Mass. launches recruitment campaign for turnaround school teachers

Diverse Elementary ClassMassachusetts kicked off a statewide recruitment campaign in May 2010 to encourage outstanding educators to apply for vacancies in the state’s lowest performing schools with the launch of a new website, Teachers also can be nominated as candidates for positions in turnaround schools on the website.

The website appeals to teachers who want a new challenge to join teams of educators leading the transformation of the state’s so-called “Level 4” or turnaround schools.

Among the benefits to working in a turnaround school, according to the website, are the ability to have an impact with underserved students, to participate in high-quality, job-embedded professional development, to work with quality student data, to have more time to collaborate with colleagues and to earn additional pay for extended school days or school years and for performance based on student results. Each district is also developing unique incentives to attract teachers to apply for their open positions.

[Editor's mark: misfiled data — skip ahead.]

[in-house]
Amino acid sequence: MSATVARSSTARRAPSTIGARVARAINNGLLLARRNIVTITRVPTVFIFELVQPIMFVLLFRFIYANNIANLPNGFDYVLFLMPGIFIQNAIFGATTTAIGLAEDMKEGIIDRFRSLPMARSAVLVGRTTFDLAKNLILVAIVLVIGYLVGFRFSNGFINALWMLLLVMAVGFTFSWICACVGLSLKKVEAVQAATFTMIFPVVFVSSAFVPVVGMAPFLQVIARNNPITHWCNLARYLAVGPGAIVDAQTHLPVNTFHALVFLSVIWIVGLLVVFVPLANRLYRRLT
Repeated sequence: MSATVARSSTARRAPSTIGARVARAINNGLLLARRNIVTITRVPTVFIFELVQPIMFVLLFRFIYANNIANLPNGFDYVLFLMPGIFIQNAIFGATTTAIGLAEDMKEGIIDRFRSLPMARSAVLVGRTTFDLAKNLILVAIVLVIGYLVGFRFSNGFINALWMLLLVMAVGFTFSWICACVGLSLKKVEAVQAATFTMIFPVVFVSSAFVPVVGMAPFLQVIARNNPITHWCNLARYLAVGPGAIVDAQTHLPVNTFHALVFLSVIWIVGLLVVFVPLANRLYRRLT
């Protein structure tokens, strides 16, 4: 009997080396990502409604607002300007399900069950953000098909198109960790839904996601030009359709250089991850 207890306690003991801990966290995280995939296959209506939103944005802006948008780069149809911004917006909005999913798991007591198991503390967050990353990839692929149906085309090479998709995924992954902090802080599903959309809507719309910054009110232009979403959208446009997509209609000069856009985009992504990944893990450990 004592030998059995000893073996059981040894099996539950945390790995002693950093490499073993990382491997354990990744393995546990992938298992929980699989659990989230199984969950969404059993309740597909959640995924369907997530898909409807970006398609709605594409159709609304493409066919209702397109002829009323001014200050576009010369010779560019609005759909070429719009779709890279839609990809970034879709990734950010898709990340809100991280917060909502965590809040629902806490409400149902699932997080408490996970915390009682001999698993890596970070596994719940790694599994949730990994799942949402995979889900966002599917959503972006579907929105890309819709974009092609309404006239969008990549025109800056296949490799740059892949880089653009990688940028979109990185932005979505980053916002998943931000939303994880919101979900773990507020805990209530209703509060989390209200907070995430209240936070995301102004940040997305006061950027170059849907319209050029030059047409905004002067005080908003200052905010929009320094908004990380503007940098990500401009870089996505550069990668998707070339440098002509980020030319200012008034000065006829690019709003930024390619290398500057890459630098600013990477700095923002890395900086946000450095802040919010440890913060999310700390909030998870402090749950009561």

In March, the state released a list of 35 persistently low-performing schools in 9 urban school districts. Two-thirds of the schools are located in the state’s two largest cities, Boston and Springfield. The other schools are in seven other cities: Fall River, Holyoke, Lawrence, Lowell, Lynn, New Bedford and Worcester. In all, 20 are elementary schools, 8 are middle schools, 3 are K-8 schools and 4 are high schools.

More than 17,000 mainly minority students attend the 35 schools. Nearly 9 out of 10 students in the schools are eligible for free or reduced-price lunch based on family income, 21% are students with disabilities and 26% are limited English proficient.

Massachusetts is eligible for an estimated $76 million over the next three years from the U.S. Department of Education (USED) for school improvement in low-performing schools. States will be able to offer competitive grants over the next three years to support intervention efforts in these schools. Districts that commit to one of four intervention models identified by USED can apply for grants of $500,000 or more per year on behalf of each Level 4 school.

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